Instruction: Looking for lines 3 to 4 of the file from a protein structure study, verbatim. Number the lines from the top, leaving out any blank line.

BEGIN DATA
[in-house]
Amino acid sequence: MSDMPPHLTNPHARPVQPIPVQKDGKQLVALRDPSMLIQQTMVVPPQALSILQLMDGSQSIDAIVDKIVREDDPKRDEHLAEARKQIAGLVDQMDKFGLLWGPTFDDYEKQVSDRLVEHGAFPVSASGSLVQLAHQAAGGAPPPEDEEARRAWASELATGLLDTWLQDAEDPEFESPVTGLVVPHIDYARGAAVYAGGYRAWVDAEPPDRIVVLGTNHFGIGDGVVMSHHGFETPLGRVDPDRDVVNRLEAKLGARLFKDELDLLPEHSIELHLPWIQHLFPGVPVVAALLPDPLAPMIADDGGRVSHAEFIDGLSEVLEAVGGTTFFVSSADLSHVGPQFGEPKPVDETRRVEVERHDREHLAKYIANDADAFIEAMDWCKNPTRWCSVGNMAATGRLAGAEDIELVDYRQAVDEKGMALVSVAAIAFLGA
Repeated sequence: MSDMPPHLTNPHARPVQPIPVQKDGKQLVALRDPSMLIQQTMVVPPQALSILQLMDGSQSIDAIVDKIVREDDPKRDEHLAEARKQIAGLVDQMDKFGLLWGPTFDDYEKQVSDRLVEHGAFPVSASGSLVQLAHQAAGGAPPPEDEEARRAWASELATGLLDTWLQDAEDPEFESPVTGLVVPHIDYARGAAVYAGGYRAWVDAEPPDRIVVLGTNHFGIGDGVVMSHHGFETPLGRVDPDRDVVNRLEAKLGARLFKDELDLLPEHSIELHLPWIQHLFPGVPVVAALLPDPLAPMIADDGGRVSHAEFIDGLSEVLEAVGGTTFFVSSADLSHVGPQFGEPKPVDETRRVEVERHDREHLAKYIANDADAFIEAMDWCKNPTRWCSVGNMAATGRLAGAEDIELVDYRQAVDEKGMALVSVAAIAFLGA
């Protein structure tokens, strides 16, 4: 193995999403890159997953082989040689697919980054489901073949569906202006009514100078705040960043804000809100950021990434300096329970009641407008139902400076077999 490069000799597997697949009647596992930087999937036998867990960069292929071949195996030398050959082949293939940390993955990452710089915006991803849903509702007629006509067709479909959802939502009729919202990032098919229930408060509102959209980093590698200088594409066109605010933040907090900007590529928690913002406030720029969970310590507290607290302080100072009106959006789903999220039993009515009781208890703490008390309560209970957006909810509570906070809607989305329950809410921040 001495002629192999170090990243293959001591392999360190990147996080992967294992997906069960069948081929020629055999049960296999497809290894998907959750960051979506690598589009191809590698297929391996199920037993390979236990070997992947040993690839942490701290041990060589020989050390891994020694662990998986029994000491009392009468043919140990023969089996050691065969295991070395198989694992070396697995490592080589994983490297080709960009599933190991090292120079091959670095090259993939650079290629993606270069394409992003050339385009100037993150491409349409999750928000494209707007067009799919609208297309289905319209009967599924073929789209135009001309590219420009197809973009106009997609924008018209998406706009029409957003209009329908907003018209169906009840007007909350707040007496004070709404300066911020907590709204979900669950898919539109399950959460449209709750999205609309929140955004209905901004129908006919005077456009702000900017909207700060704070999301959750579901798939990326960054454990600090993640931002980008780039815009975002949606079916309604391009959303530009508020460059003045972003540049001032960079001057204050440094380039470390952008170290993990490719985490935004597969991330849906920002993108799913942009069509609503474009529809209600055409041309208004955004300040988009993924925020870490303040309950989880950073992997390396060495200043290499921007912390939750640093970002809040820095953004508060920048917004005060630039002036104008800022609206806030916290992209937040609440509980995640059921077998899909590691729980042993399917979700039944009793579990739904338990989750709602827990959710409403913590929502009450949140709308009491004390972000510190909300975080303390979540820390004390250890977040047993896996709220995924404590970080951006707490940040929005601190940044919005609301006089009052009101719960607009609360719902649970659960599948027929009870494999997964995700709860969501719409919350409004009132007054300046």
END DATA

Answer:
Repeated sequence: MSDMPPHLTNPHARPVQPIPVQKDGKQLVALRDPSMLIQQTMVVPPQALSILQLMDGSQSIDAIVDKIVREDDPKRDEHLAEARKQIAGLVDQMDKFGLLWGPTFDDYEKQVSDRLVEHGAFPVSASGSLVQLAHQAAGGAPPPEDEEARRAWASELATGLLDTWLQDAEDPEFESPVTGLVVPHIDYARGAAVYAGGYRAWVDAEPPDRIVVLGTNHFGIGDGVVMSHHGFETPLGRVDPDRDVVNRLEAKLGARLFKDELDLLPEHSIELHLPWIQHLFPGVPVVAALLPDPLAPMIADDGGRVSHAEFIDGLSEVLEAVGGTTFFVSSADLSHVGPQFGEPKPVDETRRVEVERHDREHLAKYIANDADAFIEAMDWCKNPTRWCSVGNMAATGRLAGAEDIELVDYRQAVDEKGMALVSVAAIAFLGA
């Protein structure tokens, strides 16, 4: 193995999403890159997953082989040689697919980054489901073949569906202006009514100078705040960043804000809100950021990434300096329970009641407008139902400076077999 490069000799597997697949009647596992930087999937036998867990960069292929071949195996030398050959082949293939940390993955990452710089915006991803849903509702007629006509067709479909959802939502009729919202990032098919229930408060509102959209980093590698200088594409066109605010933040907090900007590529928690913002406030720029969970310590507290607290302080100072009106959006789903999220039993009515009781208890703490008390309560209970957006909810509570906070809607989305329950809410921040 001495002629192999170090990243293959001591392999360190990147996080992967294992997906069960069948081929020629055999049960296999497809290894998907959750960051979506690598589009191809590698297929391996199920037993390979236990070997992947040993690839942490701290041990060589020989050390891994020694662990998986029994000491009392009468043919140990023969089996050691065969295991070395198989694992070396697995490592080589994983490297080709960009599933190991090292120079091959670095090259993939650079290629993606270069394409992003050339385009100037993150491409349409999750928000494209707007067009799919609208297309289905319209009967599924073929789209135009001309590219420009197809973009106009997609924008018209998406706009029409957003209009329908907003018209169906009840007007909350707040007496004070709404300066911020907590709204979900669950898919539109399950959460449209709750999205609309929140955004209905901004129908006919005077456009702000900017909207700060704070999301959750579901798939990326960054454990600090993640931002980008780039815009975002949606079916309604391009959303530009508020460059003045972003540049001032960079001057204050440094380039470390952008170290993990490719985490935004597969991330849906920002993108799913942009069509609503474009529809209600055409041309208004955004300040988009993924925020870490303040309950989880950073992997390396060495200043290499921007912390939750640093970002809040820095953004508060920048917004005060630039002036104008800022609206806030916290992209937040609440509980995640059921077998899909590691729980042993399917979700039944009793579990739904338990989750709602827990959710409403913590929502009450949140709308009491004390972000510190909300975080303390979540820390004390250890977040047993896996709220995924404590970080951006707490940040929005601190940044919005609301006089009052009101719960607009609360719902649970659960599948027929009870494999997964995700709860969501719409919350409004009132007054300046």